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Congress Passes the Frank R. Lautenberg Chemical Safety for the 21st Century Act – the Long-Overdue TSCA Reform

Posted on Tuesday June 28, 2016 by admin

For the first time in 40 years, Congress passed reform legislation to improve the regulation of chemicals. The Toxic Substances Control Act (TSCA) of 1976 has been long overdue for modernization, and on June 7, 2016, Congress unanimously passed the Frank R. Lautenberg Safety for the 21st Century Act.

This reform should give consumers reason to have greater confidence that manufacturers are safely storing, using and transporting chemicals. It also lowers the amount of state-level chemical initiatives whose inconsistencies encumber interstate commerce and convey mixed messages to consumers.

The reform provides regulatory guarantees to American manufacturers, allowing them to innovate, expand, generate jobs, and compete globally as needed. Simultaneously, consumers and the environment receive greater protection from risks posed by many chemicals.

The Frank R. Lautenberg Safety for the 21st Century Act provides the following reforms to the TSCA:

  • All new and existing chemicals will be subjected to the EPA for a safety review.
  • High-priority chemicals must pass a risk-based safety assessment by the EPA.
  • It will improve the transparency and quality of the science that the EPA uses to make decisions.
  • It expands the EPA’s authority to require additional health and safety testing for chemicals.
  • The industry can request that the EPA conduct a safety assessment on a specific chemical.
  • The EPA will now be provided with a full range of options for labeling requirements, use restrictions, phase-outs, etc. in order to address the risks of substances.
  • The Act gives the EPA an aggressive yet attainable timeline to complete its work.
  • It promotes cooperation among state and federal regulators, creates a stronger national chemical regulatory system, and ensures that interstate commerce is not hindered.
  • It strengthens protections for infants, children, and the elderly, who are more susceptible to health problems from chemicals.
  • Lastly, it better protects Confidential Business Information (CBI).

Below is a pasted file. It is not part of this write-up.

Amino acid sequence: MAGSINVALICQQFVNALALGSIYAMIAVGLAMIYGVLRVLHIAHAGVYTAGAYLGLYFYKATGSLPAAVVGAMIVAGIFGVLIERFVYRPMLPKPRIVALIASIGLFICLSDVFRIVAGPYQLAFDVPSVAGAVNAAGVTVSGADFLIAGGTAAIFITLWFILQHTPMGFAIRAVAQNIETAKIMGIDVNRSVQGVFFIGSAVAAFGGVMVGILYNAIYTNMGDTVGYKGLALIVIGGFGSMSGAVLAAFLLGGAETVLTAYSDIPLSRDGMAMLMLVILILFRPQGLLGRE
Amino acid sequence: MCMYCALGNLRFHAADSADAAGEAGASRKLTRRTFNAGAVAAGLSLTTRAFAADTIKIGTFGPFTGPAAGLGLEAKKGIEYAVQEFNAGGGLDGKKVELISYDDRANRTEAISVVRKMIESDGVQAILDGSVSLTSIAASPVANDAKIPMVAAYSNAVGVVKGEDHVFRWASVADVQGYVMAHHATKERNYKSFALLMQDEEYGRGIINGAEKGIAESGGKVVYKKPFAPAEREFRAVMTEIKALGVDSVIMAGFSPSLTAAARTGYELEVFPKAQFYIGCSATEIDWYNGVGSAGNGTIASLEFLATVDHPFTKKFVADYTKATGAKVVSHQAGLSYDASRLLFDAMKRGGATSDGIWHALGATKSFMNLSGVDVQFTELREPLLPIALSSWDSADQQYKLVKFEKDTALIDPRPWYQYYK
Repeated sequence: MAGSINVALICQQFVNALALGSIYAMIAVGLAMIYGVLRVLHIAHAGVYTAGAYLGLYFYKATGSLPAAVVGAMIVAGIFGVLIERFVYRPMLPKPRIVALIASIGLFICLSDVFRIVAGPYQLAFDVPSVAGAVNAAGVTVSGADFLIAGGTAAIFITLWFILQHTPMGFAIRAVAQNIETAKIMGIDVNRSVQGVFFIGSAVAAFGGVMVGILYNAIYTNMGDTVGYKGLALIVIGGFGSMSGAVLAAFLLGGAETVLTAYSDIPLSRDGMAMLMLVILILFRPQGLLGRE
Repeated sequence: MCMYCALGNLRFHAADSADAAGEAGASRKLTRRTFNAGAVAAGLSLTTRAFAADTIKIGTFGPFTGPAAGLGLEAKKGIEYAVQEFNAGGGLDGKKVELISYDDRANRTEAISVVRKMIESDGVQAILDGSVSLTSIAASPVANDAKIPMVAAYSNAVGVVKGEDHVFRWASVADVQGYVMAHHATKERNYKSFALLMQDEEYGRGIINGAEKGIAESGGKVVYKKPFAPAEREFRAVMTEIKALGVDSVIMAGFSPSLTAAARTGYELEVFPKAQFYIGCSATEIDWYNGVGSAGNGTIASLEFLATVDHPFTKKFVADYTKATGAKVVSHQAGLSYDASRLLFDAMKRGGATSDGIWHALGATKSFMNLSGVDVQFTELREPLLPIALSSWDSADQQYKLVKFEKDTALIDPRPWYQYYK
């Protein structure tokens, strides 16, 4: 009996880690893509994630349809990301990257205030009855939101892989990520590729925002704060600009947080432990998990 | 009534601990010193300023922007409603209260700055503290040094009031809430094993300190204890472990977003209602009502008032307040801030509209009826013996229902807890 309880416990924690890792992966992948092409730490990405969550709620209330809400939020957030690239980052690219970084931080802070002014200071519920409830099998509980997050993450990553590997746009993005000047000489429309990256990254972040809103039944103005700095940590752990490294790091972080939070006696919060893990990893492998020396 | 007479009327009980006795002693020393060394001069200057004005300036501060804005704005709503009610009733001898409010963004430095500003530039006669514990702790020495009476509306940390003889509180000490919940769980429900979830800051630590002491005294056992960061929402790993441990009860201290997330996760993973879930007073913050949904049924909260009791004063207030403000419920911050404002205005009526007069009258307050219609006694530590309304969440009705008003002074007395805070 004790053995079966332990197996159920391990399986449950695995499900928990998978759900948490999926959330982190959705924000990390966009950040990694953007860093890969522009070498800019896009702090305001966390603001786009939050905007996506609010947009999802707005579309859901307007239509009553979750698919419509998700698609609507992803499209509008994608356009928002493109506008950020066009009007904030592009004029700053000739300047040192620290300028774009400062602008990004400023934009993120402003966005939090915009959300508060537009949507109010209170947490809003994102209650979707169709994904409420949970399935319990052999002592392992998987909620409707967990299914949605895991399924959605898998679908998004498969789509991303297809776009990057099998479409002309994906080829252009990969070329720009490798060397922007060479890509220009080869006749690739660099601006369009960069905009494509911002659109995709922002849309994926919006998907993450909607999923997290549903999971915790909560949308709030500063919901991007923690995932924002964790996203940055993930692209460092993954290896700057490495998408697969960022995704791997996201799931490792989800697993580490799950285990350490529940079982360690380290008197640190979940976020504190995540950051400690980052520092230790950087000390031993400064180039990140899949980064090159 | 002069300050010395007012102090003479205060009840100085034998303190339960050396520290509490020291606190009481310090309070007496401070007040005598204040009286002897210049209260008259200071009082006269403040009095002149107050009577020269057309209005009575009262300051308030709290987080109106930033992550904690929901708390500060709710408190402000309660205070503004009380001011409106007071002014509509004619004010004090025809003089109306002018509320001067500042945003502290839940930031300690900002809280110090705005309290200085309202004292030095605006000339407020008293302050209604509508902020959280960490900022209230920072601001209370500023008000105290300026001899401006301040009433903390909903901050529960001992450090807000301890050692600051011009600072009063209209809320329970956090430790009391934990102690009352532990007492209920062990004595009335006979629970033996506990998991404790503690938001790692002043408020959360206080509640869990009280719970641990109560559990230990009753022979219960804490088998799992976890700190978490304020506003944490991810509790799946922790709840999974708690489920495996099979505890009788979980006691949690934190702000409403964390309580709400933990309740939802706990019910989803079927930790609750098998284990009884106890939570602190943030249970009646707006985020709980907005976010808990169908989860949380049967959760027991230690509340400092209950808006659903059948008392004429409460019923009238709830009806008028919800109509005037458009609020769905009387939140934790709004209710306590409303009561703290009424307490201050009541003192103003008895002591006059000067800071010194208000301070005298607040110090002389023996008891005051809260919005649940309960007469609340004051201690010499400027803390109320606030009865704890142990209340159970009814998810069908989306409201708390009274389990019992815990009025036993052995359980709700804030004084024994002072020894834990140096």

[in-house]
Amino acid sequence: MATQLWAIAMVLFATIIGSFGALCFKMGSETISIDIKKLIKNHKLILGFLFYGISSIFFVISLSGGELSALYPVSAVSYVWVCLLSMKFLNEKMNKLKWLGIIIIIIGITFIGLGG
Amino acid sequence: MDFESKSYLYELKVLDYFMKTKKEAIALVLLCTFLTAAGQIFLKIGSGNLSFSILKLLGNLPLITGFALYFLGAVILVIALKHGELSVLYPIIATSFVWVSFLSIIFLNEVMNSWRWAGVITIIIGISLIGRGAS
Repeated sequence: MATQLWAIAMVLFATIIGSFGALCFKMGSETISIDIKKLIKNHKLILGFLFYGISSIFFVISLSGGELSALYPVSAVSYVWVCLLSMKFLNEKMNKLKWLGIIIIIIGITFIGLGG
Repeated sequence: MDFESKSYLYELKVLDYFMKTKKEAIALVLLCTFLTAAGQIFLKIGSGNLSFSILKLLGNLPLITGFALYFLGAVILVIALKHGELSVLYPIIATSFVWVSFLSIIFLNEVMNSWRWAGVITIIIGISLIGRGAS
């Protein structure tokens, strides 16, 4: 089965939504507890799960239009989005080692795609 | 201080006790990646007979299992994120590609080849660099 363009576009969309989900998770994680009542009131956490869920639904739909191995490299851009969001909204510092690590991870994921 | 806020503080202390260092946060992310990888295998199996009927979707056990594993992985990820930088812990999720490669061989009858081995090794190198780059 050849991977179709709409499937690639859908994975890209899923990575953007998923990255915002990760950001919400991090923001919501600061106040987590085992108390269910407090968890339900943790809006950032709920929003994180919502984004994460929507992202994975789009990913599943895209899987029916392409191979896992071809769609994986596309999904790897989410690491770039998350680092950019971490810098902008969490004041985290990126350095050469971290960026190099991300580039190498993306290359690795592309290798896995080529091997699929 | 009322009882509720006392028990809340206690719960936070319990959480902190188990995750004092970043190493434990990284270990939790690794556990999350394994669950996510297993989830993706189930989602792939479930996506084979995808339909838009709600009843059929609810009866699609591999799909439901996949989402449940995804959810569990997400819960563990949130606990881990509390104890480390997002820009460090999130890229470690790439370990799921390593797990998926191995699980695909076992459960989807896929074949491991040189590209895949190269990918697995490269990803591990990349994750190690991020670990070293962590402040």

The late Sen. Frank R. Lautenberg and Sen. David Vitter introduced the bipartisan reform bill in 2013. Senators Vitter and Tom Udall led negotiations, which culminated in a significantly revised version of the bill introduced in 2014. The bill passed the Senate that December.

The bill was then introduced to the House in May 2015 and passed a month later by an astonishing margin of 398 to 1.

How will the reform affect manufacturers and trade?

With the reform in place, any manufacturer that uses chemicals in its products could be subject to TSCA regulations as opposed to only traditional chemical manufacturers. The three reasons for this are:

The reform includes many new compliance mandates, as well as the potential for increased enforcement and litigation,
The reform now requires the EPA to review all chemicals in commerce, and
The reform has a more defined focus on use and exposure to chemicals.

Examples of manufacturers that must now comply with TSCA regulations include those of personal care products, auto parts, computer and electronic parts, toys, and even athletic clothing.

Depending on the outcomes of the EPAs numerous risk assessments for all the chemicals that previously did not fall under the TSCA’s scrutiny, manufacturers will likely find themselves legally obligated to comply to new restrictions, labeling requirements, and potential bans.

These changes will undoubtedly have repercussions for foreign entities that import from or export to the U.S. Just how much the reform will affect U.S. manufacturers and foreign entities remains to be seen over the next three years as the EPA carries out the implementation schedule.

Visit the American Chemistry Council’s (ACC’s) infographic on the updated Federal Approval Process for Chemicals.

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